It is estimated that 70% of all adults in the United States have experienced some type of traumatic event at least once in their lives. That means that nearly 160 million people are dealing with the effects of trauma.
The good news is that there are things you can do to help yourself heal from trauma. Here are some tips:
1. Acknowledge what happened. It’s important to recognize that what happened to you was traumatic. Denial will only make it harder to heal.
2. Give yourself time to grieve. Don’t try to push your feelings away or bottle them up. It’s normal and healthy to feel sad, angry, or scared after a traumatic event. Allow yourself time to process these emotions in whatever way works for you, whether it’s through journaling, talking with a therapist, or spending time with friends and family members who support you.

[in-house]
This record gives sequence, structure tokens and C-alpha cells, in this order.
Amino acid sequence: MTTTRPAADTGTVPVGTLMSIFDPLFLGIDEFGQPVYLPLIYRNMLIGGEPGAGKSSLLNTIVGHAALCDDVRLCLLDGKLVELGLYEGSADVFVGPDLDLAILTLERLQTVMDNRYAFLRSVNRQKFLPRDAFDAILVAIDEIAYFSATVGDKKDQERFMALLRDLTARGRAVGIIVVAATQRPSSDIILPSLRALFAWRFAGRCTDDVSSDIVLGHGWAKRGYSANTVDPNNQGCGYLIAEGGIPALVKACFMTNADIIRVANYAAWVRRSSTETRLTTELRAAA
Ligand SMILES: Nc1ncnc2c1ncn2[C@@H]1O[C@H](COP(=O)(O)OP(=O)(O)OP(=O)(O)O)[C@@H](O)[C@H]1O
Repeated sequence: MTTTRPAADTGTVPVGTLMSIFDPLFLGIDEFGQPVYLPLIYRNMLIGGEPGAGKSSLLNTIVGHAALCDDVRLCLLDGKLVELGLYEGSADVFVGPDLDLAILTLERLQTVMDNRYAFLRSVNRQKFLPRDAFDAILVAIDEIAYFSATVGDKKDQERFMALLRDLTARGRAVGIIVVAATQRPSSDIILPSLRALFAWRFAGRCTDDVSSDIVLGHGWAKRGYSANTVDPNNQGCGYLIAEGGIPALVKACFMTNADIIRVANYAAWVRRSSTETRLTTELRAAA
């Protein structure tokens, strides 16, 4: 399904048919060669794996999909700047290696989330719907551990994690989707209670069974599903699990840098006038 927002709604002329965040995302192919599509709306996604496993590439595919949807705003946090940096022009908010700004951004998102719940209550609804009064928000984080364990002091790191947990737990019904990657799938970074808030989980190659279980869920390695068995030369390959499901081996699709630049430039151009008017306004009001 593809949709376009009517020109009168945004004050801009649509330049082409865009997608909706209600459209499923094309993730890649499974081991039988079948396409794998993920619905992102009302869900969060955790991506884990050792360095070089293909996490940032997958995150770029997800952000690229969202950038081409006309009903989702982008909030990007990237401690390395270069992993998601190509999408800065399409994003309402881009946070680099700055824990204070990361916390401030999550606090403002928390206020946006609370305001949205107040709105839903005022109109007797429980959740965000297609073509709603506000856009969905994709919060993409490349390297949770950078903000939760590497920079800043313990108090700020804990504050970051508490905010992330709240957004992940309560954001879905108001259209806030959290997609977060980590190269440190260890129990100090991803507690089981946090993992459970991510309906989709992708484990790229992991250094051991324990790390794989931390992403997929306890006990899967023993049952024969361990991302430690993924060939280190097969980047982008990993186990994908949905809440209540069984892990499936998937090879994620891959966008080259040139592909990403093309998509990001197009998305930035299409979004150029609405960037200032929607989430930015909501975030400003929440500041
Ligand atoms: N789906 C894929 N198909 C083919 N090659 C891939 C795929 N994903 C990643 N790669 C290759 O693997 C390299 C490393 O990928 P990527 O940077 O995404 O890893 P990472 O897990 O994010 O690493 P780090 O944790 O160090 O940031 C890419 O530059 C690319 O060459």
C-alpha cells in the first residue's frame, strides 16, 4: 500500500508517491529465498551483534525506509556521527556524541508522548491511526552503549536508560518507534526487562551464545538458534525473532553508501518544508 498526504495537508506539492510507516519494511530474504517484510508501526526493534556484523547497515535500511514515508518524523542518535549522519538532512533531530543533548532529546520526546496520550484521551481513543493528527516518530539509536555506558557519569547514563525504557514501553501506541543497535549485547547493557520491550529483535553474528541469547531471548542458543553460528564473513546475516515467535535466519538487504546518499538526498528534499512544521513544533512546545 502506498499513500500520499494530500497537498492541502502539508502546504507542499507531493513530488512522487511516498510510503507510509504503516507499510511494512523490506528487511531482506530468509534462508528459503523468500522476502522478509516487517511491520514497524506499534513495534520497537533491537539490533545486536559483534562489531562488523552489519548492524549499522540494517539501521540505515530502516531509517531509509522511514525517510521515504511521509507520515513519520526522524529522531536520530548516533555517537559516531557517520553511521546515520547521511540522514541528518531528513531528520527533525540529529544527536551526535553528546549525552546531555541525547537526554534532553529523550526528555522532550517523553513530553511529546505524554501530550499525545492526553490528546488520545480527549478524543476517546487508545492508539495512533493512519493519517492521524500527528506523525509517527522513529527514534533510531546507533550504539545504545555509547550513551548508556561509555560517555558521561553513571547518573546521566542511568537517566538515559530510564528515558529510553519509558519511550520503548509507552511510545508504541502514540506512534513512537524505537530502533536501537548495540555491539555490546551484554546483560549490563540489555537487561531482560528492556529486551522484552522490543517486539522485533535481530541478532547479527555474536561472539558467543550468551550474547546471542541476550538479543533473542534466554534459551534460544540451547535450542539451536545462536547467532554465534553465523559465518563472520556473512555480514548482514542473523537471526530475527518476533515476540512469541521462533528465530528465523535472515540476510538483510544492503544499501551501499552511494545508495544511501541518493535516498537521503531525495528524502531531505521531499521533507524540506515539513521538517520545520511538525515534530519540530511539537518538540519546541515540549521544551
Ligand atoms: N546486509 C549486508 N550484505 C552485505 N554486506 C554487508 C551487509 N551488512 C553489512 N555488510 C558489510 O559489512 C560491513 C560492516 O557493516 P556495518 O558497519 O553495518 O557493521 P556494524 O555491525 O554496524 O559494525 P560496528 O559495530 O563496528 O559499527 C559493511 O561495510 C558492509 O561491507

3. Seek professional help if needed. If your symptoms are interfering with your daily life or if you just don’t feel like you can cope on your own, consider seeking professional help from a therapist who specializes in treating trauma survivors.
Acknowledge and recognize the trauma for what it is
One way to do this is to talk about what happened with someone who will understand and support you, such as a friend, family member, therapist, or counselor. If you don’t feel ready to talk about the experience yet, that’s okay. You can also write down your thoughts and feelings about what happened in a journal or on paper. Just getting your thoughts and feelings out can be helpful in begin to process them.